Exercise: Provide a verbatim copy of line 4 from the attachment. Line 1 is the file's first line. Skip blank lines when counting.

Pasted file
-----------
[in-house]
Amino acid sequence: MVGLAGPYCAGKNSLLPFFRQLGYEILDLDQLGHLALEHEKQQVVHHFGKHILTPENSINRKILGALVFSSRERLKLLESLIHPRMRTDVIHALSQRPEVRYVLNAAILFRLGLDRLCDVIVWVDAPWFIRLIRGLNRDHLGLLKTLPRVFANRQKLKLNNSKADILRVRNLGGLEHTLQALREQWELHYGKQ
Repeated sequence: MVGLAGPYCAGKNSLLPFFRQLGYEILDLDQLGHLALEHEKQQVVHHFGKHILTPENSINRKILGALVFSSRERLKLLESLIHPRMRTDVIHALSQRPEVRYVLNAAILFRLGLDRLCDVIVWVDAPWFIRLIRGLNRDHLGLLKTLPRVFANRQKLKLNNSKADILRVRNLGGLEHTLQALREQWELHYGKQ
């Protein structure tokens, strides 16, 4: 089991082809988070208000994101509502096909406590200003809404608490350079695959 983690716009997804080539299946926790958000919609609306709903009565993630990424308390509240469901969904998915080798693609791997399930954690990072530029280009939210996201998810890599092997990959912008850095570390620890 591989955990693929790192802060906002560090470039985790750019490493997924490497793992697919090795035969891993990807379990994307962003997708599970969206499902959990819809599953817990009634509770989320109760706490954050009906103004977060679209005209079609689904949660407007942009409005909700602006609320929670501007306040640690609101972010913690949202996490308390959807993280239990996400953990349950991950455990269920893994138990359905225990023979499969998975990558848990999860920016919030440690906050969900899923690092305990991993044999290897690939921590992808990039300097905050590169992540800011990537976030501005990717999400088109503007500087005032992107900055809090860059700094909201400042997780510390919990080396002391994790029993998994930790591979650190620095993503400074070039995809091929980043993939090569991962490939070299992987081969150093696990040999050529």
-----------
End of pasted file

């Protein structure tokens, strides 16, 4: 089991082809988070208000994101509502096909406590200003809404608490350079695959 983690716009997804080539299946926790958000919609609306709903009565993630990424308390509240469901969904998915080798693609791997399930954690990072530029280009939210996201998810890599092997990959912008850095570390620890 591989955990693929790192802060906002560090470039985790750019490493997924490497793992697919090795035969891993990807379990994307962003997708599970969206499902959990819809599953817990009634509770989320109760706490954050009906103004977060679209005209079609689904949660407007942009409005909700602006609320929670501007306040640690609101972010913690949202996490308390959807993280239990996400953990349950991950455990269920893994138990359905225990023979499969998975990558848990999860920016919030440690906050969900899923690092305990991993044999290897690939921590992808990039300097905050590169992540800011990537976030501005990717999400088109503007500087005032992107900055809090860059700094909201400042997780510390919990080396002391994790029993998994930790591979650190620095993503400074070039995809091929980043993939090569991962490939070299992987081969150093696990040999050529």